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Pickle Me This

July 28, 2011

The Astral by Kate Christensen

Kate Christensen’s Trouble was the first novel I reviewed on my blog after Harriet was born, and the novel was disappointing. (Less disappointing was the review I wrote–I can’t quite believe how lucid it reads. Perhaps I secretly paid someone to write it while I was busy lying on the carpet sobbing.) Being a novel by Kate Christensen, however, Trouble was still well worth the read and better than most of the other books out there. So you can imagine how much it thrills me to declare that Christensen’s latest, The Astral, is her best book yet, and the finest book I’ve read in ages.

The Astral is the story of a man at the end of his marriage: Luz, Harry Quirk’s wife of thirty years, has just thrown them out of their home in The Astral, an apartment (which actually exists!) in Brooklyn’s Greenpoint neighbourhood. She’s come across his latest manuscript of poems, love sonnets, and she’s convinced he’s written them for another woman. Refusing to indulge his insistance that the poems are the product of his imagination only, she destroys the manuscript and banishes Harry from their marital home. Harry finds refuge with his good friend Marion, a recent widow, which only serves to anger Luz further because she’s convinced he’s been sleeping with Marion for years. Though he hasn’t been, not for years or for ever. Harry had had one indiscretion twelve years ago, but other than that, he’s been an pointedly loyal husband.

The Astral follows the months after Harry’s banishment, its effect on his children, and he and Luz’s wider group of friends. As with most of Christensen’s work, the narrative is fixed solidly within the perspective of an unlikeable protagonist, though she invests Harry with a certain charm– I think she tends to go easier on her men than her women. Charm meaning that he’s convincing though, almost, but there are certain moments when it becomes clear that he’s wholely devoid of self-knowledge. A line like, “I’d never had a drivers’ license myself, but I knew bad driving when I see it.” But he brings you around, Harry, and it’s not such a bad place, being in his head. Everything he does is usually justifiable, he knows everybody else’s problems. and then there’s the incredible scene when he storms his wife’s therapist’s office and threatens to maim her, then she proceeds to reduce him to a psychological pulp using his own tricks (but better). Suddenly, it’s not clear what is what anymore.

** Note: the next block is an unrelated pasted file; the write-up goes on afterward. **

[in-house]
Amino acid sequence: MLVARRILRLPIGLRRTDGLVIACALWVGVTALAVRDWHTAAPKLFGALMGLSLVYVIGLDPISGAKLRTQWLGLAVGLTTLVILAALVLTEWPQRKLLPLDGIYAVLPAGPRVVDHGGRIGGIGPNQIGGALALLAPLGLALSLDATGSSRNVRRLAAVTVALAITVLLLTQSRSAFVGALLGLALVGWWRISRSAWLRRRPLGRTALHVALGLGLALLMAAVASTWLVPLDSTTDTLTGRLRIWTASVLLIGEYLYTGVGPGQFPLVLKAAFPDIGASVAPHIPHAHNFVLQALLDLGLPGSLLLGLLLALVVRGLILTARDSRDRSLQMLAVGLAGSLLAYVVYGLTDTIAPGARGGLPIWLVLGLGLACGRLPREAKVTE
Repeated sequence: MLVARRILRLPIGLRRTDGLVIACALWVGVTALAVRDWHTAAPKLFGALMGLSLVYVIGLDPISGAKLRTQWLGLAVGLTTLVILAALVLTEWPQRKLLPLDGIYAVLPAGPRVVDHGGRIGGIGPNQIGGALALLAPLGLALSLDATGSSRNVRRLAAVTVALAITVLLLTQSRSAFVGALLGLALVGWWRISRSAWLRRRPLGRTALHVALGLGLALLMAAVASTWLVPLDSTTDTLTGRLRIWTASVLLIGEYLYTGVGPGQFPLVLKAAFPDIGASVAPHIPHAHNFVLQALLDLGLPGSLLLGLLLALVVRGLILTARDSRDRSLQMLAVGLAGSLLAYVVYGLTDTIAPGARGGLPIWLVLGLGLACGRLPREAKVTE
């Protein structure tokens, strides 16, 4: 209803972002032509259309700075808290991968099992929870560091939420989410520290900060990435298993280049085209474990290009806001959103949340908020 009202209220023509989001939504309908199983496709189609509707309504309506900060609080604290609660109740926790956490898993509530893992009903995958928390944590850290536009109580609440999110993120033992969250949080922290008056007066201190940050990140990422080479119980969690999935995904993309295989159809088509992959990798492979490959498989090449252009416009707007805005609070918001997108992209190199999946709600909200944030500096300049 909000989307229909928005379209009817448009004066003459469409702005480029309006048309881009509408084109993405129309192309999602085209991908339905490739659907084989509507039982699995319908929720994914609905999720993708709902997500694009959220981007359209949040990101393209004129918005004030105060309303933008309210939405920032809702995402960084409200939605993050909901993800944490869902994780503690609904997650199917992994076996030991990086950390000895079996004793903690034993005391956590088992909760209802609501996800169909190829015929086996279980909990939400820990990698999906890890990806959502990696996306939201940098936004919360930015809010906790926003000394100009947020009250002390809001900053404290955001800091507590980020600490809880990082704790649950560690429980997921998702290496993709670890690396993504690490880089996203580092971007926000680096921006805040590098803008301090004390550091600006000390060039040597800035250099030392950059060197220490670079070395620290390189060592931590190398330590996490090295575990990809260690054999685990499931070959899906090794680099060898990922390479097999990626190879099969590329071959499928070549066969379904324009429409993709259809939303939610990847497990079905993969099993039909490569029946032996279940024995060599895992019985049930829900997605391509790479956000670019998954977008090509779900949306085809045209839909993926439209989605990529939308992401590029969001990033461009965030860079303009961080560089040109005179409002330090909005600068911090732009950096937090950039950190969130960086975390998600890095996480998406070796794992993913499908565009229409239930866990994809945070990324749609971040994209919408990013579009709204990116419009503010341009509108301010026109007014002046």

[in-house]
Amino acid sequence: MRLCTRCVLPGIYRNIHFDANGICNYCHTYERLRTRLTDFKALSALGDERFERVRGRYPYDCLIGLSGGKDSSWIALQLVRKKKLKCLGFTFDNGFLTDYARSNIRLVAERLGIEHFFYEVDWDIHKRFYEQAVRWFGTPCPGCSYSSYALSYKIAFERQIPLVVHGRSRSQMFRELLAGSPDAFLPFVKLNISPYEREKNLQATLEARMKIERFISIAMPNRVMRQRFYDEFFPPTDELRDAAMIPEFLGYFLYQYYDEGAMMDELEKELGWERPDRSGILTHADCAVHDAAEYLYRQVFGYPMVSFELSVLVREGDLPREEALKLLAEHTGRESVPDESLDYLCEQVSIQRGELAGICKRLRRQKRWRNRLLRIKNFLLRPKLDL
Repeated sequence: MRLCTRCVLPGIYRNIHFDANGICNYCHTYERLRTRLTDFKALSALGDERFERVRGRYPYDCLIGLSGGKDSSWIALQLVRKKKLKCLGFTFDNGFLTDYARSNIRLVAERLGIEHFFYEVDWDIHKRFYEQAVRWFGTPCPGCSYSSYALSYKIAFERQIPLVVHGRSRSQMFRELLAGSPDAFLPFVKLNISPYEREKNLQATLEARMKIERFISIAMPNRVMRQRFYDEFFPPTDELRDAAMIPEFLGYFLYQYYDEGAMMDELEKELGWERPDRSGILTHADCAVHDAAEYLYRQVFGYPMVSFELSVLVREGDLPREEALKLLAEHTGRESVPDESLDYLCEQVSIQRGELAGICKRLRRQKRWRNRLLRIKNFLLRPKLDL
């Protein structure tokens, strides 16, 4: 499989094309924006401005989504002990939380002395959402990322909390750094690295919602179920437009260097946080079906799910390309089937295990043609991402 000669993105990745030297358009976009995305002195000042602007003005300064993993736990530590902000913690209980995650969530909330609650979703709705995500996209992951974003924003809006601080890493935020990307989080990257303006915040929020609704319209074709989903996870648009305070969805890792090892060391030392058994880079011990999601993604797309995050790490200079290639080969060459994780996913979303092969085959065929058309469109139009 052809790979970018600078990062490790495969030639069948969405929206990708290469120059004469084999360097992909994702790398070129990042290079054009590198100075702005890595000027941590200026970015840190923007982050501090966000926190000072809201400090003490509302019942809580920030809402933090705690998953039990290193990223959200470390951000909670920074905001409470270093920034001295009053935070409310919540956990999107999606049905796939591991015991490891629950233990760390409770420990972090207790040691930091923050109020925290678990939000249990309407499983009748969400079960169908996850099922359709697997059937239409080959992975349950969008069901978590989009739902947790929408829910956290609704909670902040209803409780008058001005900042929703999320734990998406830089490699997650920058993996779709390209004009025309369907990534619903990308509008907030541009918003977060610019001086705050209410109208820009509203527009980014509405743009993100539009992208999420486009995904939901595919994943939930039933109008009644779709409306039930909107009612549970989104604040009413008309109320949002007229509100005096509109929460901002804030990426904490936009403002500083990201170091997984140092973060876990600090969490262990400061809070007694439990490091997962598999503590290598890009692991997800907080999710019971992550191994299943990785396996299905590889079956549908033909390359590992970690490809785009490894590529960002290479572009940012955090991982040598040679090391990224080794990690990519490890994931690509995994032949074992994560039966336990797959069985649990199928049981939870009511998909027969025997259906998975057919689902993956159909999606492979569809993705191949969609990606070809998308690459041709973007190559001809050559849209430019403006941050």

And what is what is never quite resolved. Like Lionel Shriver at her best, Christensen writes a veritable keleidoscope of relative perspectives, and the effect is as unsure and perilous as reality. Like Shriver too, Christensen is hilarious, though her caustic is far less caustic and her work is more palatable. The two writers are similar also in that their novels are driven more by ideas than characters (or even plot) so that we can see the seams sometimes, the work of an author trying too hard to make her people go where she wants them to go. We also get some woodenness, some terrible dialogue– Harry answers a question regarding his son’s wellbeing with, “Karina and I were just out there. He’s immersed in this cult, he’s marrying the leader, and they think he’s the Messiah.” But there is a self-awareness there, one gets the sense that Christensen is winking. At one point during a too-earnest conversation, somebody asks, “Who’s writing this dialogue?”

And the answer is Kate Christensen, who clings to metaphor as much her protagonist does. Marriage is poetry: “I believe in rhyme and rhythm. But my adherence to form is loony. I make it much harder for myself than it has to be. I follow arcane rules that went out of business a hundred years ago.” Marriage is also a kind of cult like the one that has sucked in Harry’s son, and though this plotline has the air of the ridiculous, it’s never exploited and works within the bigger picture. Everything in the book is really working for a higher purpose, which makes the pay-off worthwhile because you get this book in the end. A story of the disparate selves within one man and within one marriage, and the reconciliation of the former that comes when the marriage is finally dissolved.

(If you’re thinking you might be interested in this book, read Kate Christensen’s Book Notes at Largehearted Boy, and then there will be no doubt left in your mind.)

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